|Mrs. Hailey & her orchestra students|
She typically taught at three different schools each day for a given school year and provided instruction at more than 10 different schools. At Austin High School, she taught a course in aeronautics, but most classes were band or orchestra. During that time she continued to fly, but by 1978, mom had only added about 600 hours to her pilot log.
In 1980, three years after the WASP were finally recognized as veterans via an act of Congress, mom retired. During retirement, she continued to support flying through membership in the 99s and volunteering at the War Eagles Museum near El Paso. She also attended the WASP reunions that occurred every other year, including their last reunion in 2008. She also traveled to other activities honoring the WASP.
|Andy Hailey presents Lois with her Congressional Gold Medal|
Lois is survived by her son, Charles “Andy” Hailey, his wife Mary and their daughter Dawn. Mary and Dawn were Lois’s caregivers since May of 2008 when Lois was moved from El Paso to Friendswood, Texas, to live with her immediate family.
For more about Lois visit: http://wwii-women-pilots.org/
Obituary written by Charles Andy Hailey
Photos added w/ respect by Wings Across America
* Class 43-3 entered training in February of 1943 and graduated on July 3, 1943.
TRIBUTE TO MRS. LOIS HAILEY FROM FORMER STUDENT Luis Fierro (reposted from Andy Hailey's wwii-women-pilots.org)
|I was one of Mrs. Hailey's orchestra students at Bowie High School class of 1966.|
I hold Mrs Hailey's in the highest respect as a gifted teacher, mentor and blessed human being. I can look back and say, Mrs. Hailey was unique. She was a truly independent spirit. She was highly intelligent. Like Amelia Earhart who at the El Paso History Museum shows flew into El Paso at one point in her illustrious career, I continue to regard Mrs. Hailey as an awesomely inspiring pioneer woman who played such a critical role during WWII and aviation. She deserves to be mentioned in the same breath and to be likened to Amelia Earhart and more.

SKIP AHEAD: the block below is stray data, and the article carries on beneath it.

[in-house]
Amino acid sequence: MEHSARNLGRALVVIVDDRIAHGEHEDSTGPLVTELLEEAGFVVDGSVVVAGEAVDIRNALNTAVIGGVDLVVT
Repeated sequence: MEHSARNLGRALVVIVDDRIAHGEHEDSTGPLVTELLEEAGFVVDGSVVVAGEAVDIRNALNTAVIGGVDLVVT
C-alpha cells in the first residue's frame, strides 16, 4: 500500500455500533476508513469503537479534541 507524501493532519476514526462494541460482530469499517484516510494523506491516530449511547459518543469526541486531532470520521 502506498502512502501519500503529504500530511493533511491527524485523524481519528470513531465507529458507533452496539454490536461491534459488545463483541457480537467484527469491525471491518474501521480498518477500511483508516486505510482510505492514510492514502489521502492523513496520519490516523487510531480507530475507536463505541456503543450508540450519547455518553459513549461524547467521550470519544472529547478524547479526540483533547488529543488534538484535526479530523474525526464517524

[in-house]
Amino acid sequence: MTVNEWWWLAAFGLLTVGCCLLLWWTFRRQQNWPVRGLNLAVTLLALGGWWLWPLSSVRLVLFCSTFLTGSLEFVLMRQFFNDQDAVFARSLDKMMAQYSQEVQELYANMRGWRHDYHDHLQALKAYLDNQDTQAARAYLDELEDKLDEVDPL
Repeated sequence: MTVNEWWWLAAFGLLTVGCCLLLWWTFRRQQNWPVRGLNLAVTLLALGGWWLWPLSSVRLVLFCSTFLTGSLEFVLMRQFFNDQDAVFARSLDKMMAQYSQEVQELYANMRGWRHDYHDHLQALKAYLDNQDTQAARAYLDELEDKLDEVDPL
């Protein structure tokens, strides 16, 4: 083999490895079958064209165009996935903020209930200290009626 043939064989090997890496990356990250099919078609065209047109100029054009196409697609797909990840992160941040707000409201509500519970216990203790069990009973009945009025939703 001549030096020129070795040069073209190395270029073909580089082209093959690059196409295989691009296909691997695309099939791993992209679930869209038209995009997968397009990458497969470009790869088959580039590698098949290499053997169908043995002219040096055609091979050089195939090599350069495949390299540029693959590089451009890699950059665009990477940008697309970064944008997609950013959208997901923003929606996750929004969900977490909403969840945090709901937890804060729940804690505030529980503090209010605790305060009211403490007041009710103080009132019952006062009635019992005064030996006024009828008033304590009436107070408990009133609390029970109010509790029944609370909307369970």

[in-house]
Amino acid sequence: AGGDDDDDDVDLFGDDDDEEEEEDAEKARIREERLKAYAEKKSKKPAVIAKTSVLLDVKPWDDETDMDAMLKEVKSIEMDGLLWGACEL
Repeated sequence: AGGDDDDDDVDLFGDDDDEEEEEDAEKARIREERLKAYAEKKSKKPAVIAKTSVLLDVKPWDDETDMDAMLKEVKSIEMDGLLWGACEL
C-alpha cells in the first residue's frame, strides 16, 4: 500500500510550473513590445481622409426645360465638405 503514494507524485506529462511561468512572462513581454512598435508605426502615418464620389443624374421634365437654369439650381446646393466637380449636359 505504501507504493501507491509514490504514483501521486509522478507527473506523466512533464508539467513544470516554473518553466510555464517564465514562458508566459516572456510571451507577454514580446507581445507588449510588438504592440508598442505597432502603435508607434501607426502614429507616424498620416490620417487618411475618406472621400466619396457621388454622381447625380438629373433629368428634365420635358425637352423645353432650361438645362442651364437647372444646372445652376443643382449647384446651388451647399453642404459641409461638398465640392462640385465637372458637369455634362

|She contributed so much as part of an elite group of women who have remained woefully unrecognized for their tremendous selfless, patriotic contribution to this great nation. I read with great pride Mrs. Hailey's name on the Honor Roll at the War Eagles Air Museum and most recently viewed photos at the El Paso Historical Museum with the same degree of pride and joyful melancholy.|
Therefore it was probably no coincidence that I was on the Internet this morning and read about/saw the video about Congress' recent honor to the WASPs -- but rather that I would finally learn that such a great individual such as Mrs Hailey along with her female esprit de corps comrades are being recognized in such deserving fashion.
I couldn't help but become teary-eyed upon hearing "off we go into the wild blue yonder ... " tribute in their honor.
A few years ago a group of her orchestra students, including myself took Mrs Hailey out to lunch -- once again like a flock of humble El Paso south-siders, but all so proud disciples of Mrs Hailey -- still so amazingly powerful in her own magical aura that she was still able to evoke. Her influence on all of us, especially myself will live on for the rest of my life.
There are maybe a handful of people that have touched me like Mrs Hailey that have been able to evoke such passion and fervor for learning and spark for individual growth during my developing years in grade school through high school. Yes, Mrs Hailey was my orchestra teacher from 6th grade through High school -- who took us out of our little south side, limited environment and challenged us to do more -- to successfully participate in All-City Orchestra, to be successful Student Council Officers and even for me to be senior valedictorian.
Yes, she is part of only a handful of such powerfully influential teachers that can really help to forge young minds and individual potentials -- but more importantly she sits atop that short list of such wonderful teachers and overall human beings.
|I always enjoyed reading her skillfully worded and expressive letters to the editor of the local newspaper even after I left El Paso. All of these remain fond and non-erasable memories today just as much as the day that she took her group of violin students to visit the El Paso airport and let us step inside a parked little Cessna prop airplane inside the hangar. Perhaps just little things for anybody else, but tremendously enduring experiences for me. She always told us that we were a "special" group of musically gifted students. Mrs. Hailey, you will always remain that special and gifted single person for the rest of my life.|